May 17, 2020

Canada to Employ Groundbreaking Satellite Tracking Systems

energy digital
Giles Peeters
3 min
The value of situational awareness across industries
Click here to experience this article in our digital reader Track24, a leading global provider of Situational Command and Control (SCC) operational so...


Click here to experience this article in our digital reader 

Track24, a leading global provider of Situational Command and Control (SCC) operational solutions, is breaking ground in the Canadian market with its innovative satellite tracking devices. In response to the growing need for secure satellite data communications within the military and other government organizations, the Canadian government has awarded Track24 a $1 million contract to supply short burst data (SBD) services from Iridium Communications Inc., operating the world's furthest reaching communications network.

At its core, the technology allows for customers in the defense and security sectors to track messaging panic alerts, affording them critical situational awareness and the ability to locate the right person in the right area at the right time.

“Government departments often need innovative, high-value satellite services at short notice,” notes Director of Canadian satellite services at Track24, Giles Peeters. Iridium's SBD service can transmit messages in small data packets via its satellite network in under 20 seconds.

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“We are able to use our vast experience to provide secure, reliable solutions to help user communities function in a controlled, safe and effective manner,” he adds.

An ex-military man himself, Peeters has been working in the military technology sector for some 19 years, having served in both Iraq and Afghanistan.

“In Afghanistan, I noticed that we had a lot of capability gaps,” says Peeters. “What we [at Track24] are specializing in is being commercial, cost-effective and high-capability solutions to that space—an area where we have become a world leader.”

After about two years of development, those solutions will finally come to fruition in a major world government. Industries across Canada will soon be able to gain access to the unique, high-security, affordable technology capable of integrating multiple networks without interruption.

“We are already talking orders with a number of government departments across Canada who will capitalize on the benefits that these satellite solutions can provide,” says Peeters. “If you know where your assets are you can much more efficiently direct those assets and use what you need in an urgent situation.”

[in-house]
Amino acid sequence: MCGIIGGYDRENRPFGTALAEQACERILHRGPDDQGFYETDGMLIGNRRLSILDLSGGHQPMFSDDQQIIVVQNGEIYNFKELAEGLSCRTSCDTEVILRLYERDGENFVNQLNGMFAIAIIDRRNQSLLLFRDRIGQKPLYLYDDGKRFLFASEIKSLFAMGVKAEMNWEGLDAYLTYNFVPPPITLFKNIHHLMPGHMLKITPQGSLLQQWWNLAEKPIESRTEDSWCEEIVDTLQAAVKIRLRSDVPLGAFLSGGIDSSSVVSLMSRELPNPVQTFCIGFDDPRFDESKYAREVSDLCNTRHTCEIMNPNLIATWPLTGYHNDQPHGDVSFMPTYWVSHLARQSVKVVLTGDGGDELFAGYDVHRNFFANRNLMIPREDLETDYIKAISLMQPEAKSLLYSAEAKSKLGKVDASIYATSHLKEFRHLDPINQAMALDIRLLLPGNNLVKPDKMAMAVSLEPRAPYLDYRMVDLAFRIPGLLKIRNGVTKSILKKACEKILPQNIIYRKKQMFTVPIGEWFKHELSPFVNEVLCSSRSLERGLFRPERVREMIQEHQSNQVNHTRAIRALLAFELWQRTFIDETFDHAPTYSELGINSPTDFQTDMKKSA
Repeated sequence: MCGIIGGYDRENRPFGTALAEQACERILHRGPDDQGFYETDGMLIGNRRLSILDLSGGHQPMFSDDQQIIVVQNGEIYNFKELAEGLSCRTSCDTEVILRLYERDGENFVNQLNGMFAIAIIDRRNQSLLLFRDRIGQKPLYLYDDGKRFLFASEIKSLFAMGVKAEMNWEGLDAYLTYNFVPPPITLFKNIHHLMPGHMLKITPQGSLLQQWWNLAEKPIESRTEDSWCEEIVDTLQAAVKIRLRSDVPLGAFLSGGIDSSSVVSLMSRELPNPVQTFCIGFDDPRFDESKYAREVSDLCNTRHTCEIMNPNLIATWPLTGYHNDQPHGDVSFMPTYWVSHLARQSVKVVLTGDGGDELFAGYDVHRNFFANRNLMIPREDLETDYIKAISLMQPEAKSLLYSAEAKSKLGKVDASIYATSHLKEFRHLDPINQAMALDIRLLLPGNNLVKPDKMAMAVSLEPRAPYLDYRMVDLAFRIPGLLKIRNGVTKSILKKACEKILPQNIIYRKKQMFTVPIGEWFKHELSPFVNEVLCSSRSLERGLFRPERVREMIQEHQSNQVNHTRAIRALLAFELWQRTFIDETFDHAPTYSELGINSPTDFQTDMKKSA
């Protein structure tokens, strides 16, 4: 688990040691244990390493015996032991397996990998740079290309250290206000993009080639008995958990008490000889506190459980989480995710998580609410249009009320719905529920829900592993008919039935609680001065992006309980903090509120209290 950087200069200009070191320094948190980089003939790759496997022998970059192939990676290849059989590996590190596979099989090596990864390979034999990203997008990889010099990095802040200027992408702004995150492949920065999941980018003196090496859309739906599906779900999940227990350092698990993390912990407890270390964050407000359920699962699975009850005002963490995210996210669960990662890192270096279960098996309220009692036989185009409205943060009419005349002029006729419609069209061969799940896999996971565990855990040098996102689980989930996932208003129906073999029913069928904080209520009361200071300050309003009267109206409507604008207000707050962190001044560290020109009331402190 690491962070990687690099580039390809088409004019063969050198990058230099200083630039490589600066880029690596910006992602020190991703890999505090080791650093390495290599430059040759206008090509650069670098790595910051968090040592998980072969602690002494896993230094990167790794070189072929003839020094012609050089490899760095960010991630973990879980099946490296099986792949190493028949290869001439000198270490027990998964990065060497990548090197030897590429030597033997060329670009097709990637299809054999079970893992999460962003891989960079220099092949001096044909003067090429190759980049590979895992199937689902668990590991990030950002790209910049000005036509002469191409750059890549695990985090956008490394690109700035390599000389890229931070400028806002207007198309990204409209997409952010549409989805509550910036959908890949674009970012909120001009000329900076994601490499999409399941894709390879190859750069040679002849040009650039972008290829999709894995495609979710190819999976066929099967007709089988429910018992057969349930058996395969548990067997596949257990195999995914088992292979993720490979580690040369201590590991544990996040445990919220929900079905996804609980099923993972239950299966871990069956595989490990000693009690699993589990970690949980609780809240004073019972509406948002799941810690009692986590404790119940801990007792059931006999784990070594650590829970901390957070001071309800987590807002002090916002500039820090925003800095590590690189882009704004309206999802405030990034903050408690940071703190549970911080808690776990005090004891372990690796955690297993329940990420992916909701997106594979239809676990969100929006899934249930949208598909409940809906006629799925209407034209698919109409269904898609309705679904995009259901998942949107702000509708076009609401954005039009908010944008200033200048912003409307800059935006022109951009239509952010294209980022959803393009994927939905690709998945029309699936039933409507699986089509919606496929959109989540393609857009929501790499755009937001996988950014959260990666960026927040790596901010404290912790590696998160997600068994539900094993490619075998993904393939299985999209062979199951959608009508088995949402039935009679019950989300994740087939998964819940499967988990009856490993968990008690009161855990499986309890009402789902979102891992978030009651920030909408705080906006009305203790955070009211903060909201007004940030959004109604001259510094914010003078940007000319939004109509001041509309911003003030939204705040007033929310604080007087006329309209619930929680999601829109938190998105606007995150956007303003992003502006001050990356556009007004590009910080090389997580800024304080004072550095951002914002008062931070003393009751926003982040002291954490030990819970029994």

It's no surprise then that the company's biggest users are in defense. Cutting-edge Blue Force, Homeland or private security satellite tracking, command and control solutions are critical for safe, successful operations in the military—control being the key word. It allows for commanders to communicate and monitor the location of men and vehicles on one of the most advanced interfaces in the world.

“If someone presses the panic alert button, you don't want 100 troops all rushing over just to pick someone up,” explains Peeters. “You want to know what the issue is and where your nearest responders are.”

The same concept can be applied to the commercial sector where, for instance, a non-serious roadside accident would typically attract an unnecessary number of cop cars, ambulances or fire trucks.

“One of the neat things about our technology is that if you press the emergency response button, it will not only automatically send the precision record and emergency details back to the headquarters, but also detect where the closest responders are to that emergency,” says Peeters.

Mining and oil companies, too, are picking up on the security benefits of the tracking systems to secure extremely valuable assets like pipelines, aircraft, ships and operators.

In the next few years, Peeters believes the systems will reshape the way the world looks at technology, and a new standard will be set for linking up technologies in operations under one gateway. NATO has already employed a similar solution, providing one gateway system for 27 different nations of media outlets to access.

“In a matter of time, operators will just be able to show up and literally plug into a gateway, enabling everyone to speak to each other under a certain data standard,” says Peeters. “The challenge now is to educate people on the benefits of that technology.”





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Oct 19, 2020